Many of the first time home buyer loan programs are from the government, such as FHA, VA and HUD. Zero down loans, such as the 80/20 carry PMI (private mortgage insurance) and an equity home loan in the package. This article will explain the benefits and disadvantages of each.
- 1 What is an FHA Loan?
- 2 How to Get an FHA Home Loan
What is an FHA Loan?
An FHA loan is a government loan that requires a 3.5% down payment and a reduced form of PMI on the loan. It is a greatly reduced PMI, but it is still required on the loan package. Many foreclosure homes are sold through FHA and they have easier qualifying guidelines.
FHA is more lenient with credit score guidelines. They allow the borrower to apply for a loan even though their FICO credit score is under 700 and sometimes as low as 600 with a valid explanation of all delinquencies. Like the other government programs, all the less than perfect marks on the credit report need a valid explanation and the buyer needs to show good credit in recent months.
HUD Auction Bids
In order to buy a HUD home, the buyer must make a bid at the weekly auctions. The buyer must be represented by an agent and cannot make the bids on their own. They need to have a prequalification letter, earnest deposit and a signed offer.
The advantages of HUD are that the down payment is a very minimal $500-2000 and HUD will finance all repairs to be done to the property. With the offer, the agent must include the amount to be repaired. This figure is supplied by the HUD office.
Some of the disadvantages of this program are that the homes tend to sell for a high price with competition in the bids. Because of the terms involved many new buyers get carried away with the bidding not realizing they are buying over the value many times. The buyer can also apply for a title one loan (2nd mortgage loan) on the property with no equity involved.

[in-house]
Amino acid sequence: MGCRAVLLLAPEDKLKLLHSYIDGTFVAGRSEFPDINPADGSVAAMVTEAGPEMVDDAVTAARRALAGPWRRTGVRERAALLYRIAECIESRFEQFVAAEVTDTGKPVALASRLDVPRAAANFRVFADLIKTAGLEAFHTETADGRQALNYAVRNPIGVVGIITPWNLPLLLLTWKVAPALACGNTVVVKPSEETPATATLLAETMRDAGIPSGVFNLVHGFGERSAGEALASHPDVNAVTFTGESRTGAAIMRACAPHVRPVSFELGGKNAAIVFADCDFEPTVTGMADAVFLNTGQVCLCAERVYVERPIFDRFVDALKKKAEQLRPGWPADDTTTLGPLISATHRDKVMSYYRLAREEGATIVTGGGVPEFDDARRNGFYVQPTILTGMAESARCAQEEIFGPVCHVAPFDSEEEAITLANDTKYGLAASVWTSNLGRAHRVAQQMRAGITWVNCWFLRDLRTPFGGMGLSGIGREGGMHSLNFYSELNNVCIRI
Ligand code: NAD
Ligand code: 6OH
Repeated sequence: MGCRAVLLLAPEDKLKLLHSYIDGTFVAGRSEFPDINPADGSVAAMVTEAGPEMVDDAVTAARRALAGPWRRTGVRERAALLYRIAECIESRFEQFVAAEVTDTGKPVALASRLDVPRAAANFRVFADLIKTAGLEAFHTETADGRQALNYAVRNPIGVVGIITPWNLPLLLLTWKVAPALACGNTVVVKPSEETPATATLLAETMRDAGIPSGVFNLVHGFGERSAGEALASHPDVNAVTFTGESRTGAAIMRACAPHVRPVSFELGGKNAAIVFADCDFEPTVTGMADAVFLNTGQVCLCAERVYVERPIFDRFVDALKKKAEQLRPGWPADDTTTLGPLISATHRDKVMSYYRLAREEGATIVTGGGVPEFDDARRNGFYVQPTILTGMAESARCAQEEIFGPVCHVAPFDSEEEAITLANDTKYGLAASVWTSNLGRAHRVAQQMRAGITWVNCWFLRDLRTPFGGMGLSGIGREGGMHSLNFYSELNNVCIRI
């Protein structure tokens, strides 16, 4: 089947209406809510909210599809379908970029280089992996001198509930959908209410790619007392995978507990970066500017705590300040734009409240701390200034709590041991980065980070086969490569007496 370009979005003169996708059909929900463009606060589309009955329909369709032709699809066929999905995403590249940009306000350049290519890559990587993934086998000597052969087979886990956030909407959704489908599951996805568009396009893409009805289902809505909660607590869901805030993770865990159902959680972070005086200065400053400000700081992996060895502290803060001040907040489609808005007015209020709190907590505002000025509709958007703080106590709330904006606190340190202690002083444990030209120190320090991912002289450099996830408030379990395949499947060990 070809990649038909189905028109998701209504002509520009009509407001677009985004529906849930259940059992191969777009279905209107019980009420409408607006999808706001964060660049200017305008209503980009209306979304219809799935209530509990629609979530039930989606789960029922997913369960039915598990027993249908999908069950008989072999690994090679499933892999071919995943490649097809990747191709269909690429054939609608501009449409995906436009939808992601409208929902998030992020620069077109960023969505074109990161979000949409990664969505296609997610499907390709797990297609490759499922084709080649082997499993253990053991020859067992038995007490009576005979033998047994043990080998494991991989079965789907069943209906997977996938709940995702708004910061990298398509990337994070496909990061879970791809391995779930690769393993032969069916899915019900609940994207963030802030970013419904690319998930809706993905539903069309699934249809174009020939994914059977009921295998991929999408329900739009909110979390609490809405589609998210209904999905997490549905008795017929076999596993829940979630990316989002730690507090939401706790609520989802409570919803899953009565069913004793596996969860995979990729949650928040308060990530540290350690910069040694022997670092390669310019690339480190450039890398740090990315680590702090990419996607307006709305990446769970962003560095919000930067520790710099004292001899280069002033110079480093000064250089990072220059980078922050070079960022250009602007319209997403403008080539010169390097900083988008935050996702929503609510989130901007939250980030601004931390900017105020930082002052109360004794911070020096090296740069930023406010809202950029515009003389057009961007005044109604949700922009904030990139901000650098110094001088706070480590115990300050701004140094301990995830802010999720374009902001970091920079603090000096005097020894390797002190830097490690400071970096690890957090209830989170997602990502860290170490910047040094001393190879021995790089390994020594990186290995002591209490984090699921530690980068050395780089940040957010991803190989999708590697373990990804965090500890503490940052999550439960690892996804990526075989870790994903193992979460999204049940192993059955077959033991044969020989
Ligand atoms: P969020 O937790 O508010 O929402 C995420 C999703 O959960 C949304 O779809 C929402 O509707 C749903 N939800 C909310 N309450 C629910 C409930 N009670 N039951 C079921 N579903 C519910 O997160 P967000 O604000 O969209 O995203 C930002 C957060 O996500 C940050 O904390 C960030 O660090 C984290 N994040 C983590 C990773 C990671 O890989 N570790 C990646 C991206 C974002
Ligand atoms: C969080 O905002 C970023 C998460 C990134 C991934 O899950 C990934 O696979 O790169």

VA Loans Require No Down Payment and No PMI
Many veterans flock to buy homes with no down payment incentive. There is a funding fee of 0-3.3% depending on the home. The funding fee may be financed with the loan. This first time home buyer’s loan program requires no down payment and no PMI. The seller may pay the closing costs and therefore the vet has no money involved in the loan.
Zero Down Mortgage Loans
Most banks carry some type of zero-down loans. Check with the bank close by to discover the best rates or look at bankrate.com and compare rates. Zero down loans require perfect credit scores over 700 and preferably 720. The basic loan package is the main loan and a home equity loan attached of 20%. With this type of loan, there is PMI included.
PMI remains on the property until there is 20% equity in the property and then the homeowner may apply to remove the PMI. It is not as easy as it sounds, though. It takes a while to be approved, the guidelines are strict and a new appraisal is required most of the time.
First time home buyer loan programs attract young couples who want to purchase their first home. With these four programs listed, there are many opportunities to purchase a home with little cash involved.
How to Get an FHA Home Loan
FHA loans were introduced in 1934 to help increase homeownership in the middle class during the great depression. Since then they have served as an excellent tool for middle and low-income families to fulfill the American dream of owning a home.